According to my neighborhood’s official history, Westminster Street did not exist in 1884 and the birds-eye view above supports this claim. While not labeled in the image above, Parcel 362, as it was known on the original DC maps, was called also called “the old circus ground” and Athletic Park. It had a 150-foot long grand stand along T Street, which was built in 1883 (building permit number 1047) in preparation for the fifth national convention of the League of American Wheelmen, a national organization of bicyclists. The first American bicyclist to ever ride 100 miles on an outdoor track did it on that track in 1884. As someone who uses a bicycle as their primary means of urban transportation, I can only smile knowing that 121 years ago my residence was an outdoor bicycle race track. However, I laugh because I traveled with an exgirlfriend’s family circus when I was younger!

Below is a birds-eye view of the Westminster Neighborhood published by Microsoft, with imagery of Pictometry International. It features imagery that was taken in 2005 and when compared, you can see how much the area has changed in the last 121 years. The Athetic Park is gone and in it’s place are dozens of rowhouses that were built shortly after the map above was published. A unique and historically aware addition to the neighborhood is something you can see below in the playground on Westminster Street. No, it’s not because that is where I had my exhibit “North, South, East, Westminster“. Rather, if you look closely, you can see a small race track! A scaled reminder of what once was.

Detail of the Westminster Neighborhood by Microsoft, with imagery of Pictometry International



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The Yu Ji Tu map [1137] and a map of the distribution of Moslems in China [1922] via Rev. Claude L. Pickens, Jr.’s trip to northwest China [1936]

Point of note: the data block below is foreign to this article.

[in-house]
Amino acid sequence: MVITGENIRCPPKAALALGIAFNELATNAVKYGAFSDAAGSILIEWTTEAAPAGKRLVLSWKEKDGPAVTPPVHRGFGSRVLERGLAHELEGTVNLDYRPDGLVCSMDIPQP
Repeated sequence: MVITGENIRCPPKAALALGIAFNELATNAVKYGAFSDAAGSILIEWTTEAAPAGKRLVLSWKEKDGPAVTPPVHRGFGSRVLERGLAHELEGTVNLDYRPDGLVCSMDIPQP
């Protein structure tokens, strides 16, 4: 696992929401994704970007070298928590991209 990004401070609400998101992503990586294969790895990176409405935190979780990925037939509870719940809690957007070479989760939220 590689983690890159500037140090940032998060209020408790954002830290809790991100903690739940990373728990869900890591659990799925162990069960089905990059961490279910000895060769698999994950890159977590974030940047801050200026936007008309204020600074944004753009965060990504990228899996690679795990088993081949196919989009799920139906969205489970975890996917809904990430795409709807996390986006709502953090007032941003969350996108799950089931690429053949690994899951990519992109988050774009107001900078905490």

|| 4/11/2008 || 6:42 pm || Comments Off on The Yu Ji Tu map [1137] and a map of the distribution of Moslems in China [1922] via Rev. Claude L. Pickens, Jr.’s trip to northwest China [1936] || ||

Page 6 of Rev. Claude L. Pickens, Jr. photo album featuring the photograph of the Yu Ji Tu
Image from the Harvard University Library

Last night I came across Harvard Library’s digitized photo album of Rev. Claude L. Pickens, Jr.’s trip to northwest China. Of all things to have on the inside of the album cover, there was a small map showing “Moslems in China”. After flipping through a few pages I spotted a photograph of one of China’s most famous maps: the Yu Ji Tu.

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Globe Graffiti – Continued
|| 4/8/2008 || 2:01 pm || Comments Off on Globe Graffiti – Continued || ||

Las month I posted photographs of the aftermath of DEBT tagging my friend’s antique globe that I had once used in an art installation. Today, via DECOY’s blog, I find censored pictures of DEBT in action.

Also, for the visually astute, the painting in the background by DECOY (I believe it’s called “Two Headed Monster”) was used as the cover of the popular book The Beautiful Things That Heaven Bears by Dinaw Mengestu.



The National Archives Experience: Digital Vaults, and a correction request
|| 4/2/2008 || 12:25 pm || Comments Off on The National Archives Experience: Digital Vaults, and a correction request || ||

I was recently directed to the the National Archives’ Digital Vaults webpage. After the flash animation was loaded up, I was greeted by a nice visual interface (above) that shows various items that are digitally scattered within the vault.

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Antique Stained Glass Sundials
|| 3/27/2008 || 3:27 pm || 2 Comments Rendered || ||

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ordered last week: New Blaeu
|| 3/10/2008 || 9:25 pm || Comments Off on ordered last week: New Blaeu || ||

New Blaeu by Nikolas Schiller

Originally created last summer as “NOVA ET ACCVRATISSIMA TOTIVS TERRARVM ORBIS TABVLA [2007 Remix],” when this map was published in the December 14th issue of the Christian Science Monitor, the editors truncated the name and simply called it “New Blaeu.”

Last week I decided to update the map slightly by trimming the edges and doing some color correction. It’s being printed at 20″x16″ and preserved behind glass in in an ornate gold frame. I am also planning on framing some of the other antique maps I purchased recently to compliment this map. I think they’ll look really cool all hung together; the real old with the fake new.

View the other detail: